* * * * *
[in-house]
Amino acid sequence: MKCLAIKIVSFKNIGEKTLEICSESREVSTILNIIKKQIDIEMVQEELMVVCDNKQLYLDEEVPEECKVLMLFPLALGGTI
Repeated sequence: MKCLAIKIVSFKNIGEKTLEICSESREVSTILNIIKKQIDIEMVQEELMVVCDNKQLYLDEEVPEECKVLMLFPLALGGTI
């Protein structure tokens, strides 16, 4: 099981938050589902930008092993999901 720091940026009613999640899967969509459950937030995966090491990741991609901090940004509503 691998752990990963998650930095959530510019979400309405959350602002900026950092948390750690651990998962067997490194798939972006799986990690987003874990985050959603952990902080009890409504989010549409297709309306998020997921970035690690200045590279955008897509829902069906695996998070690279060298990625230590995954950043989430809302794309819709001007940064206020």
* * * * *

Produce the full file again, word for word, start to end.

[in-house]
Amino acid sequence: MKCLAIKIVSFKNIGEKTLEICSESREVSTILNIIKKQIDIEMVQEELMVVCDNKQLYLDEEVPEECKVLMLFPLALGGTI
Repeated sequence: MKCLAIKIVSFKNIGEKTLEICSESREVSTILNIIKKQIDIEMVQEELMVVCDNKQLYLDEEVPEECKVLMLFPLALGGTI
């Protein structure tokens, strides 16, 4: 099981938050589902930008092993999901 720091940026009613999640899967969509459950937030995966090491990741991609901090940004509503 691998752990990963998650930095959530510019979400309405959350602002900026950092948390750690651990998962067997490194798939972006799986990690987003874990985050959603952990902080009890409504989010549409297709309306998020997921970035690690200045590279955008897509829902069906695996998070690279060298990625230590995954950043989430809302794309819709001007940064206020």